IMPERFECTION • by Rosanne Dingli

Did I tell you about the geranium I grew from a cutting? I stole it from someone’s front garden as I raced for a bus one day. This huge unruly bush — which someone should have pruned — spilled over the footpath. It was so heavy with huge orange flowers that it leaned and fluttered to one side in the stiff breeze from the beach. I reached my free hand in and snapped off a useable branch, stuffed it in my pocket, and leapt onto the bus just as the doors were closing. The driver gave me a look; not impressed. Bus card in the other hand, quick; zapped, and pocket patted to make sure the geranium cutting was safe.

What did it take — four weeks? New leaves started to appear. I trimmed, planted, watered and fed it, then pushed it in that corner of the yard where several other cuttings had been stuck into similar pots. But this particular one did better than all the rest. For some reason… look, it grew and grew. Now, I give all my plants umbrella treatment. It’s my universal gardening method. I water, prune, and feed them all the same. The ones that survive do, and the ones that don’t are consigned to the composter, or disappear into the soil, shriveled and disappointed with me. Which is why I have been left with a goodly collection of succulents and geraniums; all that survive under this regime.

Surely I told you. You must remember how I made us a pot of tea, and brought out a tray of almost perfect cinnamon scrolls. I say almost because I wished they had risen a tiny bit more, but I got too impatient and didn’t let them prove long enough the last time round. Because look — I do enjoy that punching down of a risen ball of dough. So I wait just as long as I really have to and dive right into it. Punch.

And there we sat, eating those scrolls and drinking the tea Jenny sent me for Easter. She has a knack for choosing perfect presents. Those tea leaves were the real article; excellent quality, and made the most delicious… the most exquisite… tea. You told me about your new euphorbia — I cannot remember the variety now, but you were very enthusiastic and described it beautifully. Of course, being able to find an expensive nursery and walk out with a labelled, well-established, mature plant in immaculate condition, about to burst into bloom, is wonderful. So easy. I wish I could do that, but not on what I make as a line editor, and I wonder whether that would be enough of a challenge. You even showed me a photo on your phone.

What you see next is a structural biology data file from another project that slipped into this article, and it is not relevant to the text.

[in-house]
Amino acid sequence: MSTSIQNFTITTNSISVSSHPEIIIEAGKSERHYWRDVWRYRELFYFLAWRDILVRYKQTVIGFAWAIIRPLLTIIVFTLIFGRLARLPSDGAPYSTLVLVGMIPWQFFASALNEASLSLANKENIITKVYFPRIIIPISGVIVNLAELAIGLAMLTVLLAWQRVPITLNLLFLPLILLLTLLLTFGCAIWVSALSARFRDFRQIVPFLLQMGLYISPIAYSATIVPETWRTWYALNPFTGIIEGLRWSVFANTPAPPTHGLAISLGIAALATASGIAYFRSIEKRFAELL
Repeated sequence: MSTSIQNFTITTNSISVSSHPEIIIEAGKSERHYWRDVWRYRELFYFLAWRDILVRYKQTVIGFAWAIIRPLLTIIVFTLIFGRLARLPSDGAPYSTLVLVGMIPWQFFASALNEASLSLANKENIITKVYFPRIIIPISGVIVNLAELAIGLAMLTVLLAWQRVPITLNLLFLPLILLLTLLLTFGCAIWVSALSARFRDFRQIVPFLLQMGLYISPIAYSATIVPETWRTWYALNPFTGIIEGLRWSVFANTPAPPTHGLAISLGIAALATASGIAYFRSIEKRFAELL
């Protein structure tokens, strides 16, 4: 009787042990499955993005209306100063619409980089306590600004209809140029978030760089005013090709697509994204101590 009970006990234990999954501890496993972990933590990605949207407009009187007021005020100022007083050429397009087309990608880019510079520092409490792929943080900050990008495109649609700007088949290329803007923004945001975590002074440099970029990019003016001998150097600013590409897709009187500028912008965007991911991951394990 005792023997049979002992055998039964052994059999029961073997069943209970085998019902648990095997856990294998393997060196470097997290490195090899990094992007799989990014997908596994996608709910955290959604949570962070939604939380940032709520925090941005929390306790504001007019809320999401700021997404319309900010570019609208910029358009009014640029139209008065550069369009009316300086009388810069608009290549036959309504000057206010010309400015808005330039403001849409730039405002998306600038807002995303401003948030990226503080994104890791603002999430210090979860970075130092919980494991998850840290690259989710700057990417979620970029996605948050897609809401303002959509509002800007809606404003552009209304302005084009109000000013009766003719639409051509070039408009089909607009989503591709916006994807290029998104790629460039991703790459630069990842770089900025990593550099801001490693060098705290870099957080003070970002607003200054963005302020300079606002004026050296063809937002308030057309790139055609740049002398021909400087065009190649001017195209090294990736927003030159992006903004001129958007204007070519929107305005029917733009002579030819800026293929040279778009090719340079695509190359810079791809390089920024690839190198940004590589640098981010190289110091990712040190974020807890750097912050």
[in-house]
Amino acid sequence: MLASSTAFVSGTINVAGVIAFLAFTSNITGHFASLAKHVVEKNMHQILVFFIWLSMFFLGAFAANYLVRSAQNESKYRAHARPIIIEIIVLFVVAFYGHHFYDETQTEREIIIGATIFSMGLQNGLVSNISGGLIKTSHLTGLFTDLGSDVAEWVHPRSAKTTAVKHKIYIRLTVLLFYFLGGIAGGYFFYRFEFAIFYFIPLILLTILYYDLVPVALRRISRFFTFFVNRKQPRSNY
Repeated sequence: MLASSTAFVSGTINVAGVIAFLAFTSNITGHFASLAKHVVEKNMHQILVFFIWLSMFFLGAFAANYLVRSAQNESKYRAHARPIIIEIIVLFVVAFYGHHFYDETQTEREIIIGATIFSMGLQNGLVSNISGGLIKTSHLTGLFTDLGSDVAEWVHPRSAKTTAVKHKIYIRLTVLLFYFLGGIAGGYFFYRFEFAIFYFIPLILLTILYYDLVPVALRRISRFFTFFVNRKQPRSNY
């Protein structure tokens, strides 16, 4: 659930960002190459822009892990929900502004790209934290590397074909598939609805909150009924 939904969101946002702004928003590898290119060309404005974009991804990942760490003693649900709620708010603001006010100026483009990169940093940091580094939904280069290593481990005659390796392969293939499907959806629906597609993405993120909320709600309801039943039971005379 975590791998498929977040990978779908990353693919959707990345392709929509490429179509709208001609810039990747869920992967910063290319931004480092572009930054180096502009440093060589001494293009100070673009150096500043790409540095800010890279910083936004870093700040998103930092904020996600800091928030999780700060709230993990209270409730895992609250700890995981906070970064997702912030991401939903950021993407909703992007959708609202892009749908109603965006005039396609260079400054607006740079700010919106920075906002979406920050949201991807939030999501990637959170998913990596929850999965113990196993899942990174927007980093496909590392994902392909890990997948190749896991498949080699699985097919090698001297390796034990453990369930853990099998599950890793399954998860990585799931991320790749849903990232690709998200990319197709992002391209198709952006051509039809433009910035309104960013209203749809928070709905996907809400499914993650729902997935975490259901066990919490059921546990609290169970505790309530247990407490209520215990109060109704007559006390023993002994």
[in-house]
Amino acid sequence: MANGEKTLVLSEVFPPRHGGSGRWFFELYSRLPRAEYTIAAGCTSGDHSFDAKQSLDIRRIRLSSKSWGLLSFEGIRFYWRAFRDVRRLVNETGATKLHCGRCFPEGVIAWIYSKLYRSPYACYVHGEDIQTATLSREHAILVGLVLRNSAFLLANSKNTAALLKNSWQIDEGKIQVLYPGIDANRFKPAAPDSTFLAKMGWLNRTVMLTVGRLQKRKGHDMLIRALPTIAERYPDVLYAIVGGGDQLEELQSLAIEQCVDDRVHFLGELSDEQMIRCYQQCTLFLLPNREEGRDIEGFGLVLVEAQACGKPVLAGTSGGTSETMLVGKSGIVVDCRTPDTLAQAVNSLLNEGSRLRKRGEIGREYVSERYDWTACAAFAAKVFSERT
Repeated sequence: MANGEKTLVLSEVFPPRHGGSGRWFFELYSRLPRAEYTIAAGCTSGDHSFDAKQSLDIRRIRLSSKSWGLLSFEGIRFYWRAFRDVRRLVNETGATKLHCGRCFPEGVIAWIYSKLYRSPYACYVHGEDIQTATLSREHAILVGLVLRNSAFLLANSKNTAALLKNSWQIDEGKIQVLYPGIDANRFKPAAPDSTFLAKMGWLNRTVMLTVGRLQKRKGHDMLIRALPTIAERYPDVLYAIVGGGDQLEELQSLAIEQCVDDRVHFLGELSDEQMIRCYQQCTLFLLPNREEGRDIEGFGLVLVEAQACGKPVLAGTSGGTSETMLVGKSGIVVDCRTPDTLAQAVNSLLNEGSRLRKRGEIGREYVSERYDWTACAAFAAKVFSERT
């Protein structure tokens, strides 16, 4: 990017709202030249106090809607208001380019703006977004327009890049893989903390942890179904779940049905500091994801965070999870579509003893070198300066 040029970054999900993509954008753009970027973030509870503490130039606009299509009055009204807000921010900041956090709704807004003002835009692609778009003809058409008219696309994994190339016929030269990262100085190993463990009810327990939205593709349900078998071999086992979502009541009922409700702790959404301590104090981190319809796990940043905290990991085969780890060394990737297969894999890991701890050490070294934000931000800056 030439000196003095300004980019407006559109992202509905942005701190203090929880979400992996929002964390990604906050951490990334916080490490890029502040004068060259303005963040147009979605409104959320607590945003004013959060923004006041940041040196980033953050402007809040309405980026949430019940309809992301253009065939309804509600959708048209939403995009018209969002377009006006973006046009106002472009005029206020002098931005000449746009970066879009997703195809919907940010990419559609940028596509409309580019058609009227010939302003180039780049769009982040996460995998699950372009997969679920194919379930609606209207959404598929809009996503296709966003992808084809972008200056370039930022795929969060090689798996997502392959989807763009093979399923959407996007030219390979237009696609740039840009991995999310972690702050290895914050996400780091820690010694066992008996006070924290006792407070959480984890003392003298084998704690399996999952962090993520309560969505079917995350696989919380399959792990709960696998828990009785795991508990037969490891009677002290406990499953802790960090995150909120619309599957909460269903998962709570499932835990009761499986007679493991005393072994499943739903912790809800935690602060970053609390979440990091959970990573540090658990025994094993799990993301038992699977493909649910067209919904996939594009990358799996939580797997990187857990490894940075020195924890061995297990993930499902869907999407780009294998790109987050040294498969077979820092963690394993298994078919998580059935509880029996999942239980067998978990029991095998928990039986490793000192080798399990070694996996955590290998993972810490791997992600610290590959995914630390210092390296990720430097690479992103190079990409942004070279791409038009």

And then I walked you out into my yard and from the motley clutch of pots in that corner I pulled out the geranium cutting and showed it to you. It was nothing much because how long had it been since I snapped it off that big bush near the bus stop — three weeks? Something like that. Four perhaps.

Well, it’s started to flower. Listen to this. You might believe this and you might not. I’ll send you a photo if I have to. That is, if I manage to find out what’s wrong with my phone because it’s refusing to do most things now, except perhaps send and receive text messages. And it’s suddenly blown up characters to such a large size I can hardly read what arrives. I must sit down with it, one day, and try to figure it out. But before I do that, I must get my glasses fixed. Hmm — an arm fell off and I simply can’t find the tiny screw on the grey tiled kitchen floor. I tried swishing around with a magnet but all I got was that paperclip I dropped when the documents arrived from Margaret’s lawyer. Never mind that; it would take more than just a page to explain, and you will get utterly bored with me and take off to your enviable garden. How you ever managed to plan it so you have cascading banks of white and blue flowers everywhere is quite beyond me.

But you want to know about my stolen geranium. You should have seen the spectacular bush I took the branch off. And I didn’t stand it in a glass of water too long, because you know what happens when I do that. Forgetting to plant something is more of a disappointment than caring for a shriveled twig that just doesn’t want to respond. Forgetting would be all my fault, whereas if a cutting decides not to strike after I have lavished care on it is another matter. I even dipped the end in honey, like you suggested once. Well, not just once, but you know.

And now? A blaze of bloom and glory. But listen to this. It’s not orange. Not an orange hint or streak or anything anywhere. Big beautiful white flowers. White! With tiny tiny red stamens if you peer inside. Now isn’t that a surprise? I have been back and forth in front of the garden I stole it from, to check. They have pruned it all back. They must be new owners because someone’s even washed the windows. Imagine that. I looked on both sides of the orange geranium, behind and in front of it. Looks like it will break into bloom soon, and there is no sign, no sign at all of anything that might burst into white flowers. Not in that front garden, there isn’t. I did snap the cutting off that bush, I am absolutely sure. What do you think happened?

Let me know when your big seedling order comes in — send pictures. And oh — Margaret did win her court case, and she’s fine. We both have colds, but we’re fine.

Rosanne Dingli has authored 10 novels and six collections of short stories. She has published short pieces in numerous periodicals and anthologies since 1991, and her work has won many accolades. She has held roles in publishing and has lectured in Creative Writing. She lives and writes in Western Australia.

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Every Day Fiction